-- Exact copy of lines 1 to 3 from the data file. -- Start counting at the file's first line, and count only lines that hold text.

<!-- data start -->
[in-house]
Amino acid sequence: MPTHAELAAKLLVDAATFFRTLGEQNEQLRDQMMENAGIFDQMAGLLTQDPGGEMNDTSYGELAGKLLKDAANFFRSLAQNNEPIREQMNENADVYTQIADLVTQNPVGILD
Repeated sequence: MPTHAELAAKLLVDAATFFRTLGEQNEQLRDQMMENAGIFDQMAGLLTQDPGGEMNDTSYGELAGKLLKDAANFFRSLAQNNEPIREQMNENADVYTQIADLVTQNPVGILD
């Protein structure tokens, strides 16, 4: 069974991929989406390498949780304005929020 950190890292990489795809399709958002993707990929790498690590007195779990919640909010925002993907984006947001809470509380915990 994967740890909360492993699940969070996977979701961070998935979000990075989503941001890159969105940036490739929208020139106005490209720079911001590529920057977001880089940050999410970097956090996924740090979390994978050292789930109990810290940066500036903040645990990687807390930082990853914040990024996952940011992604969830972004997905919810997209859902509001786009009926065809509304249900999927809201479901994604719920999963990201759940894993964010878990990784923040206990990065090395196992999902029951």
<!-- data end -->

[in-house]
Amino acid sequence: MPTHAELAAKLLVDAATFFRTLGEQNEQLRDQMMENAGIFDQMAGLLTQDPGGEMNDTSYGELAGKLLKDAANFFRSLAQNNEPIREQMNENADVYTQIADLVTQNPVGILD
Repeated sequence: MPTHAELAAKLLVDAATFFRTLGEQNEQLRDQMMENAGIFDQMAGLLTQDPGGEMNDTSYGELAGKLLKDAANFFRSLAQNNEPIREQMNENADVYTQIADLVTQNPVGILD